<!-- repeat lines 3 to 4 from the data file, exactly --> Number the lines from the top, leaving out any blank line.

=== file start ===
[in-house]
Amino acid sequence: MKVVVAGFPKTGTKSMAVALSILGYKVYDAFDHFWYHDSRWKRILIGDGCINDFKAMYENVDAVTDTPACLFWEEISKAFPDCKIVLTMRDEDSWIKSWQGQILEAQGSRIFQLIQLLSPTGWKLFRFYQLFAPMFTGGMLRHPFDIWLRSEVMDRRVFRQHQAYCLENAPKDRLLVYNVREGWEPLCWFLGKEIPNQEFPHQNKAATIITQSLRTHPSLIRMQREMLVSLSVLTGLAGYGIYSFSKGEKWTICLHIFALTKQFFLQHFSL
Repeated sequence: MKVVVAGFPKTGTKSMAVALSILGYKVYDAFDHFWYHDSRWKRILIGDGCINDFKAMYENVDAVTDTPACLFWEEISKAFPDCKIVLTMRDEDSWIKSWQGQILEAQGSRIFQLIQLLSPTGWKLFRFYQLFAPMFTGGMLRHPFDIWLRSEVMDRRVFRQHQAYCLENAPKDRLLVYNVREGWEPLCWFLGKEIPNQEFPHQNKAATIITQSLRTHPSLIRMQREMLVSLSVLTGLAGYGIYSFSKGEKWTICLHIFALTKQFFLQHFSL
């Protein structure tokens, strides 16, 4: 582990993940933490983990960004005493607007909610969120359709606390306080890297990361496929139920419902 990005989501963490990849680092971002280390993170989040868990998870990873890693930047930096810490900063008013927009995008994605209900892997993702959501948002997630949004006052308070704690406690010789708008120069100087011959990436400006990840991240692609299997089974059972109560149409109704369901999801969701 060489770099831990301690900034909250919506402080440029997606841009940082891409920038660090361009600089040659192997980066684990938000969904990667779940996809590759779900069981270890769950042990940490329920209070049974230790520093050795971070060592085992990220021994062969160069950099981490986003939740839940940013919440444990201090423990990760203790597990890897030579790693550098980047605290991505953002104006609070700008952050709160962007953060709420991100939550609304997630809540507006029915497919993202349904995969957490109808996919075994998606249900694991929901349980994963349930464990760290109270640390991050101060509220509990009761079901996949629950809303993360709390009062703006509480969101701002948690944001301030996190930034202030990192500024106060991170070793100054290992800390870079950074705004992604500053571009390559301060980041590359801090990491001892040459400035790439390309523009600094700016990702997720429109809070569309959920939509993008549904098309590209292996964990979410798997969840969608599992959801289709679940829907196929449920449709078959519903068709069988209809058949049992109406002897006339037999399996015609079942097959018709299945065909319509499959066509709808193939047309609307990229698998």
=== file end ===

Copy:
Repeated sequence: MKVVVAGFPKTGTKSMAVALSILGYKVYDAFDHFWYHDSRWKRILIGDGCINDFKAMYENVDAVTDTPACLFWEEISKAFPDCKIVLTMRDEDSWIKSWQGQILEAQGSRIFQLIQLLSPTGWKLFRFYQLFAPMFTGGMLRHPFDIWLRSEVMDRRVFRQHQAYCLENAPKDRLLVYNVREGWEPLCWFLGKEIPNQEFPHQNKAATIITQSLRTHPSLIRMQREMLVSLSVLTGLAGYGIYSFSKGEKWTICLHIFALTKQFFLQHFSL
């Protein structure tokens, strides 16, 4: 582990993940933490983990960004005493607007909610969120359709606390306080890297990361496929139920419902 990005989501963490990849680092971002280390993170989040868990998870990873890693930047930096810490900063008013927009995008994605209900892997993702959501948002997630949004006052308070704690406690010789708008120069100087011959990436400006990840991240692609299997089974059972109560149409109704369901999801969701 060489770099831990301690900034909250919506402080440029997606841009940082891409920038660090361009600089040659192997980066684990938000969904990667779940996809590759779900069981270890769950042990940490329920209070049974230790520093050795971070060592085992990220021994062969160069950099981490986003939740839940940013919440444990201090423990990760203790597990890897030579790693550098980047605290991505953002104006609070700008952050709160962007953060709420991100939550609304997630809540507006029915497919993202349904995969957490109808996919075994998606249900694991929901349980994963349930464990760290109270640390991050101060509220509990009761079901996949629950809303993360709390009062703006509480969101701002948690944001301030996190930034202030990192500024106060991170070793100054290992800390870079950074705004992604500053571009390559301060980041590359801090990491001892040459400035790439390309523009600094700016990702997720429109809070569309959920939509993008549904098309590209292996964990979410798997969840969608599992959801289709679940829907196929449920449709078959519903068709069988209809058949049992109406002897006339037999399996015609079942097959018709299945065909319509499959066509709808193939047309609307990229698998």